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Published February 04 2011

Sundog rethinks the office: North Dakota Young Professionals vote company best place to work

Think your office is cool? Chances are Sundog’s office is cooler.

Step off the elevator onto the Fargo marketing and technology firm’s floor and you’re greeted by a flat-screen television playing music videos. Take a spin around the office and you’ll bump into an indoor gazebo, a hallway lined with personal photos from employees, and a creative department that features both a Playstation and a Pac-Man machine.

In the meeting room dubbed the “wine cellar,” you’ll find, well, wine. In the break room-turned-full kitchen-turned-meeting space, you’ll find beer.

Throw in a boss who preaches trust and results, employees who liken each other to family, and a client portfolio that includes some of the most prominent names in the region, and you’ve got the company the North Dakota Young Professionals group named Thursday as the best place to work in the state in 2010.

The award, based on questionnaires from applicants and selected by NDYP judges, focused on company benefits, advancement opportunities, and working environment.

Among the factors that put Sundog, an office of 60-plus employees, on top: flexible working hours, a dedicated professional development program to cultivate and reward expertise, and regular social events that encourage family participation.

“It’s a unique culture,” said Bobbiann Froemke, a Sundog account lead and marketing analyst. “It’s fun here. Everybody’s very close, and I think that’s rare.”

Froemke ticked off a number of reasons why she’s enjoyed her eight-plus years with the company: An open-door environment (nearly a door-free one, actually, thanks to the open layout of the office), managers who welcome new ideas and work with younger professionals, and an “awesome” set of co-workers.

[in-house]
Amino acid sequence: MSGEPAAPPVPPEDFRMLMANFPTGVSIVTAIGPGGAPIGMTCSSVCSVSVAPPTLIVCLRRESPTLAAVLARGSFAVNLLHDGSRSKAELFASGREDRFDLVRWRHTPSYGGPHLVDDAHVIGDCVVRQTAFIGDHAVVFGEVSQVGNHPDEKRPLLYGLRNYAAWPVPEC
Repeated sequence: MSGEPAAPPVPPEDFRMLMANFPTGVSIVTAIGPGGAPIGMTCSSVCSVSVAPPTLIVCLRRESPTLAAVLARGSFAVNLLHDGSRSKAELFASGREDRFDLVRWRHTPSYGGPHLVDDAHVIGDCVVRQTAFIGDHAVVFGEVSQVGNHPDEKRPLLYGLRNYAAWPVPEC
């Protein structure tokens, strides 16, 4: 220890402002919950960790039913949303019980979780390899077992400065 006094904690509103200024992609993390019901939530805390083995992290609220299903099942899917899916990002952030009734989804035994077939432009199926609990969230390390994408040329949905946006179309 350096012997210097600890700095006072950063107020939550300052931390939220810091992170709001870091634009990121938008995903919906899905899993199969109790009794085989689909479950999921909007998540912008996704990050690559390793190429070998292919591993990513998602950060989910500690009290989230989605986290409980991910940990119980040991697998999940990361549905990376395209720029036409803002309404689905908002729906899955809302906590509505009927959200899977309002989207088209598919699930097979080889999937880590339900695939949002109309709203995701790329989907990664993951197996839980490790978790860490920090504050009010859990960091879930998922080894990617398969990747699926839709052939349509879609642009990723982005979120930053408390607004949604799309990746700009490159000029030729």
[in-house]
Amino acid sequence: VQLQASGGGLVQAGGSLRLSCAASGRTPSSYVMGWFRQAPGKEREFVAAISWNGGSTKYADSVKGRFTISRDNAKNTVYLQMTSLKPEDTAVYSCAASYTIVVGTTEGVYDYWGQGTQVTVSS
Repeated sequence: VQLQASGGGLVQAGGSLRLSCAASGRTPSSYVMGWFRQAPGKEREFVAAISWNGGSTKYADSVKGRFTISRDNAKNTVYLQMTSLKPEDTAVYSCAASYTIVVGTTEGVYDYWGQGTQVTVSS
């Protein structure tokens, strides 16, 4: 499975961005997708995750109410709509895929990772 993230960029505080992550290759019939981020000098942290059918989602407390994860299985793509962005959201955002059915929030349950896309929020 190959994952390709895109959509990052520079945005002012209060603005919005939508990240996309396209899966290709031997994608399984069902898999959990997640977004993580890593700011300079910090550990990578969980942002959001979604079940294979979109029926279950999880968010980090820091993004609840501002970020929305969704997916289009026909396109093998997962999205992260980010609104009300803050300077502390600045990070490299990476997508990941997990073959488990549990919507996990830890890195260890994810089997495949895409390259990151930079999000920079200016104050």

She also said it’s rewarding to turn out meaningful projects for the company’s roster of clients, which includes Bobcat, Sanford Health, and Fridley, Minn.-based medical-tech giant Medtronic.

“I’m just so proud to be a part of it,” Froemke said.

Sundog co-founder and chief executive Brent Teiken credits the company’s culture to a well-defined vision of success and a careful focus on hiring employees who are a good fit.

“We make sure that the people here are self-directed, intelligent, and really get what we’re trying to do here,” he said. He said the hip, fun office environment works because it’s counterbalanced by clear performance expectations and a results-oriented focus.

“There’s a lot of trust,” he said. He also said he’s proud of the company’s success in blending young talent with more experienced professionals.

Chuck Tomanek, team lead for solutions engineering, said he enjoys the freedom the company gives him to pursue areas of interest and experiment with new technologies – not to mention the freedom to work around the responsibility of having young children at home.

“This is the only job I’ve had like this,” said Tomanek, who has been with the company for six years. “We all have kind of a ‘work hard, play hard’ attitude.”

Readers can reach Forum reporter Marino Eccher at (701) 241-5502